Retouching for Good or Evil with Photoshop’s Liquify Filter

The fashion industry has long laid claim to Photoshop’s Liquify filter as its staple of image manipulation, but like many tools in post, it can be used for either good or evil. While it’s true there’s no end to the fun that can be had adjusting your buddy’s face or physique in post, the Liquify filter can also be used to nudge, exaggerate, or diminish selected features of underwater photos for surprisingly realistic results. Before we begin, let me add a disclaimer – these aren’t techniques I recommend for everyday use. Use them sparingly, and don’t let Liquify’s mad powers lure you to the dark side!

  1. Select the layer you want to edit, and open the Liquify panel by choosing Filter>Liquify from Photoshop’s top menu bar.



  1. Once in the Liquify panel, set some brush options.


Liquify Brush Options

Brush Size

Sets the width of the brush you’ll use to adjust the image. Always select a brush size that’s slightly bigger than you think you need, and change the brush size often. Different parts of the image will need different brush sizes.

Brush Density

Controls how a brush feathers at the edge. An effect is strongest in the center of the brush and lighter at the edge. Use high density to get more bang for the buck out of the brush.

Brush Pressure

Sets the speed at which distortions are made when you drag a tool in the preview image. Using a low brush pressure makes changes occur more slowly, so it’s easier to stop them at exactly the right moment.

Brush Rate

Sets the speed at which adjustments are applied when you keep a tool stationary (click and hold) in the preview image. The higher the setting, the greater the speed at which distortion is applied.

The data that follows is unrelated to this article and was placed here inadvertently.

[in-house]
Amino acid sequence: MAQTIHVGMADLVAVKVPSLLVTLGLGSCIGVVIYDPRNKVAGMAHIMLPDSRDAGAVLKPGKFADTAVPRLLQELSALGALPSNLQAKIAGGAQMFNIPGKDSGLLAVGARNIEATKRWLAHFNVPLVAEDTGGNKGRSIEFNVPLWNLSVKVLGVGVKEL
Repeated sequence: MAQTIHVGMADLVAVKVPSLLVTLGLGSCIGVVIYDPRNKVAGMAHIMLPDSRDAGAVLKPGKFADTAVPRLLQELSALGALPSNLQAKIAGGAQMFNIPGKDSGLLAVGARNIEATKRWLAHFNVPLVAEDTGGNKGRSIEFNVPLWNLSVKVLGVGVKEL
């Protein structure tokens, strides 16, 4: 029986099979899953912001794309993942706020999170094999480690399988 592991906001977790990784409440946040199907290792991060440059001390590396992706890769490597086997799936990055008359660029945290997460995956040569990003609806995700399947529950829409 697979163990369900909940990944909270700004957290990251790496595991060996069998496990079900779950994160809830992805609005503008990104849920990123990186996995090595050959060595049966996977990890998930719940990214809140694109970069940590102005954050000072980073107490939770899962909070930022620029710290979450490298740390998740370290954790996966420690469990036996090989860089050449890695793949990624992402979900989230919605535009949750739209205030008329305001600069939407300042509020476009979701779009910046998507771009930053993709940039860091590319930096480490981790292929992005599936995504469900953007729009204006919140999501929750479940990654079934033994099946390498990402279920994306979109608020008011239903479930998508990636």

Stylus Pressure

Uses pressure readings from a stylus tablet. (This option is available only when you are working with a tablet.)


  1. Before you start to Liquify, protect any areas that should remain undistorted.



Protecting Selected Pixels

  • The Freeze Mask Tool and Thaw Mask Tool Work in tandem throughout the Liquify process. You can freeze areas that you don’t want to modify or thaw frozen areas to make them editable again. By freezing areas of the preview image, you protect those areas from changes. Frozen areas are covered by a red mask that you paint using the Freeze Mask tool. Painting with the Thaw Mask tool unfreezes them.



  1. Liquify away!


Need-to-Know Distortion Tools

Though the Liquify filter offers an array of tools, you really only need to know a few for underwater photography. These tools mash the pixels around, letting you push, pull, pucker or bloat specific areas of your image.



The Forward Warp Tool

Lets you “fingerpaint” pixels into place, by clicking and dragging in the desired direction. In this shot of a grouper, I’ve used the Forward Warp tool to open the mouth, emphasize the eye, and pull the dorsal fin upright.


The Pucker Tool

Sucks pixels inward toward the center of the brush as you click and hold or drag in the desired area of the image. It’s not unusual to get a somewhat comedic “sock puppet” effect when shooting sharks or other large critters close up with a fisheye lens. Since “sock puppet” isn’t exactly the phrase you want springing to mind when looking at sharks, the Pucker tool is a great way to address fisheye distortion locally (on specific areas of the image).



The Bloat Tool

Expands pixels outward from the center of the brush as you click and hold or drag in the image. In this jawfish shot, I was able to widen the already open mouth and emphasize the eyes. The Bloat tool is also great for slightly enlarging the eyeballs of critters like shrimp and crabs, where sometimes they’re hard to discern.



  1. Finesse your edits using reconstruction tools. Less is more!


Reconstructing Distortions

  • The Reconstruction Tool reconstructs specific areas of your editing. Brushing over an edit gradually backs off the original intensity.


  • Clicking the “Reconstruct” button in the Brush Reconstruct Options panel reveals a Revert Reconstruction slider that lets you gradually modify edits across the entire image. Move the slider to the left to incrementally walk back all your edits at once.


  • Clicking the “Restore All” button in the Brush Reconstruct Options panel completely undoes all changes.


  1. Click “OK” to apply the changes, or “Cancel” to exit.